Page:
If we’re serious about improving financial services and literacy in Indigenous communities, we need to look at ways to strengthen institutions like the Traditional Credit Union.

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22 comments

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    • TChong says:

      07:05am | 14/03/11

      Glenn -  is this a completely independant article ?, because if it was, I’m sure you could ask why the big banks , including the one you work for, cant / dont/ wont subsidise the ATM fees for remote communities.
      The NAB, like the others , could very easily afford it, the actual numbers involved would be miniscule for the banks, so why doesnt it happen.?
      I hope this isnt just crocodile tears , and a bit of PR from the NABs spokesperson exec.

    • Edward James says:

      08:26am | 14/03/11

      What an interesting photo it graphically displays banks opportunism, not just with the guts of your by line about exploiting captured clients in remote communities. This photo reveals the way banks and other financial instructions have encroached onto our public property to conduct their banking business. There should be more than lip service paid by councils to compliance. The local government act mandates adequate insurance be in place. Who is liable for the public risk insurance here and in so many other places where banking institutions have encroached onto public property by simply installing one or more hole in the wall machines? I expect other businesses which pay a fair market price per square meter for floor space must envy these comfortable arrangements with local government? What do banks pay per square meter in insurance premiums and rent to comply with their license if indeed they all have them, to conduct business on our public footpaths?  Edward James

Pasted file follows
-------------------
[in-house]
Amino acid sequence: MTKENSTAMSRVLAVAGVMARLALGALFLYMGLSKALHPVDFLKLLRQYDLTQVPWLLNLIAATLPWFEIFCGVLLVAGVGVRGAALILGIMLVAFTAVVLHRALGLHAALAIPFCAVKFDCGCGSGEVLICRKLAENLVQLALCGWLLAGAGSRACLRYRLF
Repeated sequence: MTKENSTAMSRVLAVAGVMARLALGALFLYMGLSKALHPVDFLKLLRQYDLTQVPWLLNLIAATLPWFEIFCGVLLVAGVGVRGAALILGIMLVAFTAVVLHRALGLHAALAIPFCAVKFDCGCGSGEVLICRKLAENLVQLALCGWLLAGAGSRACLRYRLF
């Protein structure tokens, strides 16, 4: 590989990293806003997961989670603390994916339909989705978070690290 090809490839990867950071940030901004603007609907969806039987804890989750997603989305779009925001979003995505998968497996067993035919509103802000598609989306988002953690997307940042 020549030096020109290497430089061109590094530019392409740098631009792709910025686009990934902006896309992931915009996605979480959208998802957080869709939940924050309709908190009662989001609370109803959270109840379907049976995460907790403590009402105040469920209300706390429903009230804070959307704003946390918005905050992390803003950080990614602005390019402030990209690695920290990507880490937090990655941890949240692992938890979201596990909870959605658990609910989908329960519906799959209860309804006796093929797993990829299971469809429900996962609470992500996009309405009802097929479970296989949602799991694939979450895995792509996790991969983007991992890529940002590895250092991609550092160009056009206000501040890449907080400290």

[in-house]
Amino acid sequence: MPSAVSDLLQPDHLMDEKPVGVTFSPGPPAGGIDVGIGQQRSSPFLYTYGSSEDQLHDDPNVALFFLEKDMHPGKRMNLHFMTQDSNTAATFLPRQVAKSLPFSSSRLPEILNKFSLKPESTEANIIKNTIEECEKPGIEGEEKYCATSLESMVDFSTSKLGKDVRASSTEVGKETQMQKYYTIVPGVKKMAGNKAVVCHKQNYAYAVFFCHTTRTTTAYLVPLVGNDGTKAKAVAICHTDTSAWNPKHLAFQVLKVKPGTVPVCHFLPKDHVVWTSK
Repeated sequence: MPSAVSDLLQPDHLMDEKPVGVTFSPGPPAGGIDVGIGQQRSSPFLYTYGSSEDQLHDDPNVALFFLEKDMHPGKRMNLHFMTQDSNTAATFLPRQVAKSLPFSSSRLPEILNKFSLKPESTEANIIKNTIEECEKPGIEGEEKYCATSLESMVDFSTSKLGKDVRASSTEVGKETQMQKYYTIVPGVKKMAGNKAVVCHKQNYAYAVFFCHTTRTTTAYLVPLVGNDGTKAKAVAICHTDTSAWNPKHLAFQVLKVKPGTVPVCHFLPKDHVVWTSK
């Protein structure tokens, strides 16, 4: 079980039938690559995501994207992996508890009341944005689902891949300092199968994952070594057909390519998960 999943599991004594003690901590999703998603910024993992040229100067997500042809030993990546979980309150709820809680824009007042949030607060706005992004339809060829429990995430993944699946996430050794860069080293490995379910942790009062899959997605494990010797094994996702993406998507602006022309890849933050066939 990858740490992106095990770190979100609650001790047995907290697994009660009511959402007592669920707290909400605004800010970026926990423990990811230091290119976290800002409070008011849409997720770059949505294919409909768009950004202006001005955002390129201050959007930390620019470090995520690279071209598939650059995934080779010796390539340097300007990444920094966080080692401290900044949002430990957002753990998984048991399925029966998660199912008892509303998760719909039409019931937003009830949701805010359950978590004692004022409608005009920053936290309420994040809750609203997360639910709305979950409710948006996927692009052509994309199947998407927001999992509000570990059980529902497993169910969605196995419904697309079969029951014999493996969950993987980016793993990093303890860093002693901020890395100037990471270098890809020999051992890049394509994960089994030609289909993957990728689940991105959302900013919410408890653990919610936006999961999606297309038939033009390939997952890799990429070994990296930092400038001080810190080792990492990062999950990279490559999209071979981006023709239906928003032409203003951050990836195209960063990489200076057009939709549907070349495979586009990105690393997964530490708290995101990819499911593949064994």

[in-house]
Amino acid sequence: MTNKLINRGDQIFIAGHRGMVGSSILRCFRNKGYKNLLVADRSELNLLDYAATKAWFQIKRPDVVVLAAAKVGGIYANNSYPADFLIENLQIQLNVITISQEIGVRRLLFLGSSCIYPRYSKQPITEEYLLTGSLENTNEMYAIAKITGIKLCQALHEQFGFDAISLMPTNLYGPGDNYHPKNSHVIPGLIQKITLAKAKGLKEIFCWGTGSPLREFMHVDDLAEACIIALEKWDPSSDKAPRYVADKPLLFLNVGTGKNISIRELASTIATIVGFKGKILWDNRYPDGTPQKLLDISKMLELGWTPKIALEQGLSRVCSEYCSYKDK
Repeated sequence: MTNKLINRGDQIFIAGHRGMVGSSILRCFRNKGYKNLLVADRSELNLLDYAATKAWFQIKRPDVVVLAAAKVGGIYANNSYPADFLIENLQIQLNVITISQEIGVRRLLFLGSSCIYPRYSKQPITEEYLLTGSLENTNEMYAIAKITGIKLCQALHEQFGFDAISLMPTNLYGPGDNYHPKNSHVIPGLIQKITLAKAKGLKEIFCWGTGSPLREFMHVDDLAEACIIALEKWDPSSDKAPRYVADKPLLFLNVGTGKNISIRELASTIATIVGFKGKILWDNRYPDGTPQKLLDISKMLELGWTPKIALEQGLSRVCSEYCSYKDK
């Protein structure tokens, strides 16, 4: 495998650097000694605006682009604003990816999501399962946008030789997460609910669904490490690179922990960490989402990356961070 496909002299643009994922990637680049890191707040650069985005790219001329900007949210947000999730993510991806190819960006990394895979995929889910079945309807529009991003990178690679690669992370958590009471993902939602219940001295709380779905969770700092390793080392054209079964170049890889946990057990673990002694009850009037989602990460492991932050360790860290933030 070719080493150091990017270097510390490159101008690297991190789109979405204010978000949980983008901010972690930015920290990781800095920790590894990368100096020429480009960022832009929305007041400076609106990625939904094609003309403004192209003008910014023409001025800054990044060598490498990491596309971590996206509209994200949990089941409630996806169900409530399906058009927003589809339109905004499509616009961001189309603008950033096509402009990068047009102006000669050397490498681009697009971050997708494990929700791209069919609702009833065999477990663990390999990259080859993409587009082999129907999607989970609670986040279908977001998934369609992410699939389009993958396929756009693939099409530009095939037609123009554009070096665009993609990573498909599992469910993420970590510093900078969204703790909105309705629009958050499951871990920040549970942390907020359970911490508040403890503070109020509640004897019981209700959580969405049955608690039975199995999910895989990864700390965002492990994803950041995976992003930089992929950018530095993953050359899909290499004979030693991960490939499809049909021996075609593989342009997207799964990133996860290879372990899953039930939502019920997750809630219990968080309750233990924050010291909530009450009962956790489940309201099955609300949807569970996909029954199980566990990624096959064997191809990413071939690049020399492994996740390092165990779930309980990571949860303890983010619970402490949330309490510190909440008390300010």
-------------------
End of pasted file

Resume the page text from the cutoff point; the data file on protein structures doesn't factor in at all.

• michael j says:

      08:51am | 14/03/11

      Just another example of how rampant capitalism truly works for the ordinary person when restraints are removed,,,,,

    • JPM says:

      02:04pm | 15/03/11

      @michael j - what we’ve got in Australia is NOT capitalism. Call it corporatism, socialism, central planning-ism, whatever…

      You cannot have capitalism without risk; you cannot have capitalism with central banks & legal tender laws.

      Please avoid spouting your ignorance on economics, your disinformation is actually harmful if it convinces another individual.

    • Sludger says:

      08:56am | 14/03/11

      I was uneasy with the way I thought this article was heading - ie more handouts with any assistance - so was pleasantly surprised at the ending.  I do not think it is healthy to the remotore commnities, nor fair to the rest of Australia, to expect the government to just pick up the tab.  The institution you named would seem to be suited, and it would be nice to see a study into this.  Mindy you, Chongy raised a good point too.  Whatever we do, as long as we get away from the welfare, handout mentality that is a good thing.